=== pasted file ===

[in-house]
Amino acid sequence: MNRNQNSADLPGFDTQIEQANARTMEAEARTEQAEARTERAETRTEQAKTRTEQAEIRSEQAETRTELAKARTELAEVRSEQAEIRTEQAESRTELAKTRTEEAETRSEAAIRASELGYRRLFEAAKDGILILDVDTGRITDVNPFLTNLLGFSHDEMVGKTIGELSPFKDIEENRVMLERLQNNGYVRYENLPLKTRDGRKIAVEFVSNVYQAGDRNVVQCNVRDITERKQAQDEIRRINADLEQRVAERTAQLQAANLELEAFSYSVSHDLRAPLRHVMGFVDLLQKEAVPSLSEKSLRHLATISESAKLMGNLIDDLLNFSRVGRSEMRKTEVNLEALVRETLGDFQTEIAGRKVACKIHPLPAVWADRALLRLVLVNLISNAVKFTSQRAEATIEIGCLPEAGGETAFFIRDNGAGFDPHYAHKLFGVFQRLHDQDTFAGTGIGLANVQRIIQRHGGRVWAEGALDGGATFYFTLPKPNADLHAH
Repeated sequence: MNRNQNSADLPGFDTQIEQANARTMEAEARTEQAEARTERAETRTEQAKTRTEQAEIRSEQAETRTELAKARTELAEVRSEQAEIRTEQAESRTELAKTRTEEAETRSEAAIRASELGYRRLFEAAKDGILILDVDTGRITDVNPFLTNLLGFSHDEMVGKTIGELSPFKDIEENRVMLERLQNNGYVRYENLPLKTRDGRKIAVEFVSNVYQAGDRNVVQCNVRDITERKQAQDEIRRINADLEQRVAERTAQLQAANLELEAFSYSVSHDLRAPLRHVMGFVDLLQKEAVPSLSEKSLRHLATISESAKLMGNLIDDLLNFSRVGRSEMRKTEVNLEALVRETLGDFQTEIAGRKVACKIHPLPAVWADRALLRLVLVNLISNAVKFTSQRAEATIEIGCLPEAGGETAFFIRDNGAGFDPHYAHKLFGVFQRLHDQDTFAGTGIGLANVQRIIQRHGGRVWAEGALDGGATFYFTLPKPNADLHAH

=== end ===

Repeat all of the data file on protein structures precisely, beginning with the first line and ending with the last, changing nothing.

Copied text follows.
[in-house]
Amino acid sequence: MNRNQNSADLPGFDTQIEQANARTMEAEARTEQAEARTERAETRTEQAKTRTEQAEIRSEQAETRTELAKARTELAEVRSEQAEIRTEQAESRTELAKTRTEEAETRSEAAIRASELGYRRLFEAAKDGILILDVDTGRITDVNPFLTNLLGFSHDEMVGKTIGELSPFKDIEENRVMLERLQNNGYVRYENLPLKTRDGRKIAVEFVSNVYQAGDRNVVQCNVRDITERKQAQDEIRRINADLEQRVAERTAQLQAANLELEAFSYSVSHDLRAPLRHVMGFVDLLQKEAVPSLSEKSLRHLATISESAKLMGNLIDDLLNFSRVGRSEMRKTEVNLEALVRETLGDFQTEIAGRKVACKIHPLPAVWADRALLRLVLVNLISNAVKFTSQRAEATIEIGCLPEAGGETAFFIRDNGAGFDPHYAHKLFGVFQRLHDQDTFAGTGIGLANVQRIIQRHGGRVWAEGALDGGATFYFTLPKPNADLHAH
Repeated sequence: MNRNQNSADLPGFDTQIEQANARTMEAEARTEQAEARTERAETRTEQAKTRTEQAEIRSEQAETRTELAKARTELAEVRSEQAEIRTEQAESRTELAKTRTEEAETRSEAAIRASELGYRRLFEAAKDGILILDVDTGRITDVNPFLTNLLGFSHDEMVGKTIGELSPFKDIEENRVMLERLQNNGYVRYENLPLKTRDGRKIAVEFVSNVYQAGDRNVVQCNVRDITERKQAQDEIRRINADLEQRVAERTAQLQAANLELEAFSYSVSHDLRAPLRHVMGFVDLLQKEAVPSLSEKSLRHLATISESAKLMGNLIDDLLNFSRVGRSEMRKTEVNLEALVRETLGDFQTEIAGRKVACKIHPLPAVWADRALLRLVLVNLISNAVKFTSQRAEATIEIGCLPEAGGETAFFIRDNGAGFDPHYAHKLFGVFQRLHDQDTFAGTGIGLANVQRIIQRHGGRVWAEGALDGGATFYFTLPKPNADLHAH